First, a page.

``I was enrolled at Mlimani Primary School where I finished last year and passed the national examinations which qualified me to join Zanaki Secondary School.
``Grandmother Seme tried in vain to convince my uncle that he had no reason to sell the properties as they legally belonged to me. To our amazement the uncle told her that his brother (my father), had no children.
He also said he held the power over the wealth or property of my father. I am also informed that uncle Magina has sold two other properties of my parents.
``The uncle says under Sukuma customs and traditions women only get married to men but are not entitled to inheritance. In 2005 my uncle gave me 2,500/- and I took it as a gesture of love!\"
``The buyer of the unoccupied house that was initially fetching around 900,000/- in rent has threatened us that we should not take any action because he is a powerful man known even to high ranking officials``.
``He once told us: Even if you go to court you will not win because even the President knows me. Both I and my grandmother know the face of the buyer of the house but not his name.``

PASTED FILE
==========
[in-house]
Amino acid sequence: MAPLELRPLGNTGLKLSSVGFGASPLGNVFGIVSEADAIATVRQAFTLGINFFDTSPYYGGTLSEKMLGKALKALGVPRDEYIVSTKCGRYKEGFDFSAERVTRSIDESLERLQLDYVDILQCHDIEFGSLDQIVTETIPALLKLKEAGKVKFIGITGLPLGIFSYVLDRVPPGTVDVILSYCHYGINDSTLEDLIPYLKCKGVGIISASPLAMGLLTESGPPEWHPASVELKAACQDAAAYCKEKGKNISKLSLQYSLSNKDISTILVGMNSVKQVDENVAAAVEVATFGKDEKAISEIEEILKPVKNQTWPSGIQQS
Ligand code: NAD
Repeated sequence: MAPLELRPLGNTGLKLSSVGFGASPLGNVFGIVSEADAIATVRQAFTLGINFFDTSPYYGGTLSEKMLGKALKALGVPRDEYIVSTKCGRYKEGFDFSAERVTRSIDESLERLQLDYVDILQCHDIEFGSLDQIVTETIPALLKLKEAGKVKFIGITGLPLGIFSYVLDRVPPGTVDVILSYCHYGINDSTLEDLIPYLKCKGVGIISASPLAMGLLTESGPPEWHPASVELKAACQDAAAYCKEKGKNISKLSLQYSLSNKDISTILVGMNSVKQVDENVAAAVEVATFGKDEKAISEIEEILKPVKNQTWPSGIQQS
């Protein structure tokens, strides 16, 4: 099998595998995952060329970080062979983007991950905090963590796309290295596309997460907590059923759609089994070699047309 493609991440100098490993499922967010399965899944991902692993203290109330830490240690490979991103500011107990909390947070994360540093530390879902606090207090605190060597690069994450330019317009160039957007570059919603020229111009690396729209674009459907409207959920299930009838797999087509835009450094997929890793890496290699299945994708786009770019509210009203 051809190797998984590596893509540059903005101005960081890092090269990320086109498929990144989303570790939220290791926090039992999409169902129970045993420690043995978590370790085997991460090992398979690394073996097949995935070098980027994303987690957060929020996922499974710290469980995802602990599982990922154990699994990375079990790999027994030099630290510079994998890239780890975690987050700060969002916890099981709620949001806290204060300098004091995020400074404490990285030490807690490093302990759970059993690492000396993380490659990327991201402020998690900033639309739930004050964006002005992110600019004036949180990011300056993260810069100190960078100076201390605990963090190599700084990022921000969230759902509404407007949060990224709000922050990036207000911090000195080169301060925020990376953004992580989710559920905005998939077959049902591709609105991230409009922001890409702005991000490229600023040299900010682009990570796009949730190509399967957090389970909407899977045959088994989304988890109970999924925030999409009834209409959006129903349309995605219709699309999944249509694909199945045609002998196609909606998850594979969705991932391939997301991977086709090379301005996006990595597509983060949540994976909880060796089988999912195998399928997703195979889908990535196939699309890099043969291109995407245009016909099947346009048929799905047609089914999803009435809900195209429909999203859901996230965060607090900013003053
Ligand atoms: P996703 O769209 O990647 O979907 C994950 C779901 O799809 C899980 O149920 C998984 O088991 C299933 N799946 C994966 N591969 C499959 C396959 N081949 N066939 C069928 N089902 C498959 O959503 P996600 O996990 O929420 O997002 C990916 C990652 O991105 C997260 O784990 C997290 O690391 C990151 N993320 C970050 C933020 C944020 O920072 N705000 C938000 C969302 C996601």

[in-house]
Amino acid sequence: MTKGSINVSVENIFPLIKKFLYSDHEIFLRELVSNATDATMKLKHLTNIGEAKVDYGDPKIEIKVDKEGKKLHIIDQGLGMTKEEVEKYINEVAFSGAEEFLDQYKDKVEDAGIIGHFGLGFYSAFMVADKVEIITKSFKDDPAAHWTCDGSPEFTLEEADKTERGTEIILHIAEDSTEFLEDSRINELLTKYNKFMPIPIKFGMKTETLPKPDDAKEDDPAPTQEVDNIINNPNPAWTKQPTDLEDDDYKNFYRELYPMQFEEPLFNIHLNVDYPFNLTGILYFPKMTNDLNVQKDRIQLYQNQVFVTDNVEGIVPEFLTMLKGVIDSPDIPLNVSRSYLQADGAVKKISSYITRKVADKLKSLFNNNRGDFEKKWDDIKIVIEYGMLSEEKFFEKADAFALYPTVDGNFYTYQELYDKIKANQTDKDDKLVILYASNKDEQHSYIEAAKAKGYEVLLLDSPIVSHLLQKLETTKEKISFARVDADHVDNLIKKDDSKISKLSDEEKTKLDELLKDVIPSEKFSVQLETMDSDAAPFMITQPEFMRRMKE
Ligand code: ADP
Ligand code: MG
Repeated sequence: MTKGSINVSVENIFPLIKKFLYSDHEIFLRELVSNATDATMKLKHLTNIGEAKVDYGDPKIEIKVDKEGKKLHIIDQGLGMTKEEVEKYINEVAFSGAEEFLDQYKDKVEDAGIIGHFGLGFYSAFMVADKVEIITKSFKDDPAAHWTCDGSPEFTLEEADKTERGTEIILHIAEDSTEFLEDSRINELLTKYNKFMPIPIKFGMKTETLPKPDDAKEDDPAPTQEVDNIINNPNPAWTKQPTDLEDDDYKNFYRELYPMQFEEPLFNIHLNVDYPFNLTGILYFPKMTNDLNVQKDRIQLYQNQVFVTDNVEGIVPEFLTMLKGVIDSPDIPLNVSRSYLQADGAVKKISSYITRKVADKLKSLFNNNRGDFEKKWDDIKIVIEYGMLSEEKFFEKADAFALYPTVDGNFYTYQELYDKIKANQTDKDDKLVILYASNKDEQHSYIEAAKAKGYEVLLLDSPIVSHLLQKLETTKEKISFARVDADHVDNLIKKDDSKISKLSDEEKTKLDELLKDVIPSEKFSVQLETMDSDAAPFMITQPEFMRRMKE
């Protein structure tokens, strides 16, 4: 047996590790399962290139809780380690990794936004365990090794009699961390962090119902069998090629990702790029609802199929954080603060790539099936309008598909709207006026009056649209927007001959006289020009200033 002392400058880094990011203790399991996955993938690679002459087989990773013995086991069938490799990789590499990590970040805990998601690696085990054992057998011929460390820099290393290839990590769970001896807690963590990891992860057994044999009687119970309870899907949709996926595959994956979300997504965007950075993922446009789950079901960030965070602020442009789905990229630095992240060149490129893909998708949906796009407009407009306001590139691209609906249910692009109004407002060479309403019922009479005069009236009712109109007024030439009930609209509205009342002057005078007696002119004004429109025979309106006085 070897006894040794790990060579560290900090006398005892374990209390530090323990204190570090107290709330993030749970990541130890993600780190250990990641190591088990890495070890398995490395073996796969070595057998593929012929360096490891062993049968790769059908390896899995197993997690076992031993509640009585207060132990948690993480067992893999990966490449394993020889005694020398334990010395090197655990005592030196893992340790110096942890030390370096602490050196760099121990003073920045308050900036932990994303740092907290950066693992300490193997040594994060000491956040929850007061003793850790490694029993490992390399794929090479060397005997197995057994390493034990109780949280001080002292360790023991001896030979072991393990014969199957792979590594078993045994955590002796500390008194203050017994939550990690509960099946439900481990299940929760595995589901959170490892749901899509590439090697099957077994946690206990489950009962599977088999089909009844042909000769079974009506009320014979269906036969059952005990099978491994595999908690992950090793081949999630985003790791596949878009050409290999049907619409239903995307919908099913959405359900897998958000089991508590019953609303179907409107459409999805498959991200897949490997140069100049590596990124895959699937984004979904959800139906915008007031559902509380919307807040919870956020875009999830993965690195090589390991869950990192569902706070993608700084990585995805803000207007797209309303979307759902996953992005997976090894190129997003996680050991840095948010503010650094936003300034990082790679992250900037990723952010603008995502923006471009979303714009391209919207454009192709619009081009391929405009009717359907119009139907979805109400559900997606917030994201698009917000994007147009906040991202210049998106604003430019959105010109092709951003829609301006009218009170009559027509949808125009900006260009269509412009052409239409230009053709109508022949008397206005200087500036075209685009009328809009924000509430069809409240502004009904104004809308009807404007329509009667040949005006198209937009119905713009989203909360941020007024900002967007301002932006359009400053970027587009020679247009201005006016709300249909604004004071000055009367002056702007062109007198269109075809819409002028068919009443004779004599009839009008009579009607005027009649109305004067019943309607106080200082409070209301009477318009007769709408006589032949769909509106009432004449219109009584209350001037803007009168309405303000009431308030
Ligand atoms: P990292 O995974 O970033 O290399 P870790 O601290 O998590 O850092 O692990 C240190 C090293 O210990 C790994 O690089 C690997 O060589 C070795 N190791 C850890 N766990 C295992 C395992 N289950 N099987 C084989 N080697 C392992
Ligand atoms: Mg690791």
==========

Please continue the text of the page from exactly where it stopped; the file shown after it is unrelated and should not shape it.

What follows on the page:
``I think the Nissan Patrol vehicle was sold at 2.8m/- but I am sure the house and other household stuff were sold at higher prices``.
Grandma Berth says
``If the house was rented, the proceeds would sustain the basic needs of my granddaughter.
I live by selling buns. I cannot afford to pay fees, buy uniforms, and other items. I am old and my own children, seven in number, some married, sometimes look after me. But they have their own families to look after.
``I ask you people of the media to assist me so that Suzan gets back her house and other properties.
She should not suffer a double tragedy: losing her parents and having her property snatched by greedy relatives.``
Views from neighbours